Top 5 Ways to Damage Your Composite Deck

In over 10 years of business we have come across different ways composite decking has been accidentally damaged. Here is our list of the top 5 mistakes made by homeowners that can damage your composite deck. Be sure to avoid these and keep your outdoor space looking beautiful!

#5 – Wet Metal
Allowing metal items, such as furniture or planters, to remain wet for long periods of time on your deck’s surface will cause rust stains to occur. If the stains penetrate the decking too deep, it may prove nearly impossible to remove.

Composite Deck Damage

(Rust stains on decking)


#4 – Fall Leaves
Allowing damp organic debris, such as leaves, lawn clippings, etc, to build up on your deck can also leave unwanted stains. Damp organic matter creates the perfect environment for mold to grow. Much like wet metal if the stains penetrate too deeply, they may be difficult or impossible to remove.

Composite Deck Damage

(Mold growth on decking)

#3 – Power Washing
Power washing is not usually recommended for cleaning composite decks. Always refer to your deck manufacturers care and maintenance manual for the best information and make sure you hire a professional company. Power washing incorrectly, such as too close or with too much pressure, can compromise your decking’s protective surface layer, allowing a host of other issues to affect the core of the deck boards such as moisture, mold, or splintering issues.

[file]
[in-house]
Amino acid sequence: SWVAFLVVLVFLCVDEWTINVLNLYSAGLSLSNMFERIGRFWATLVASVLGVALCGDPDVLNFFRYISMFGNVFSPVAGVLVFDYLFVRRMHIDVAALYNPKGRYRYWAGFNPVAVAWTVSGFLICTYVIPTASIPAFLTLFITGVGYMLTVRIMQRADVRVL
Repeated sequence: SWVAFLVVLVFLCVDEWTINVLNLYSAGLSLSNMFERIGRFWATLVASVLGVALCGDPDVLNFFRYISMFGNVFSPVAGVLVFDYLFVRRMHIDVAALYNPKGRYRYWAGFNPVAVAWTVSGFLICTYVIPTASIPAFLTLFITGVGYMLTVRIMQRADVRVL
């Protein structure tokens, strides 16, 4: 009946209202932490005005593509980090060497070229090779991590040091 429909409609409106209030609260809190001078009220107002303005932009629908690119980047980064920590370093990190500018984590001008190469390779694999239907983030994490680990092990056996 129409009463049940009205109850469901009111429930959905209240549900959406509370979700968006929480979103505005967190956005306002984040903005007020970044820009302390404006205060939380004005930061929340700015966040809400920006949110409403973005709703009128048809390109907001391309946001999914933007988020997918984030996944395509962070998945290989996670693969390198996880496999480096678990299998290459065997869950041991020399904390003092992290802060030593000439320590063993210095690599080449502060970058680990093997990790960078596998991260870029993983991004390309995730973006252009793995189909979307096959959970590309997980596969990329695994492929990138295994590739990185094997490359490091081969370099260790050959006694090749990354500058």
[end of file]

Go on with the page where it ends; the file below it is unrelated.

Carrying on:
Composite Deck Damage

(Streaks from improper power washing)


#2 – Shoveling Snow
Using a metal shovel, or a shovel lined with metal, will scratch your decking. If you need to shovel snow off your deck, gently use a plastic shovel or use a broom to remove the snow. Be sure to always shovel parallel to the direction the boards are laid.

Deck Designers

(Shoveling snow off deck incorrectly)


#1 – Cleaning with Bleach
Never use a Chlorine Bleach based deck cleaner. Chlorine Bleach is extremely corrosive and will eat away at your deck over time. Bleach also causes discoloration of your decking, damage to the surface, and may intensify mold issues that occur. If the ingredients name sodium hypochlorite, it contains Bleach. Make sure you choose a non-toxic, sodium percarbonate based cleaner, and always check the care and maintenance literature for your decking.


Deck Designers

(Don’t clean composite decking with bleach)


Once you have the outdoor space of your dreams, don’t forget our composite deck damage tips! If you are interested in having the deck experts at Cedarbrook assist you with designing and building a new composite deck, call us today for a free consultation! 301-703-8728.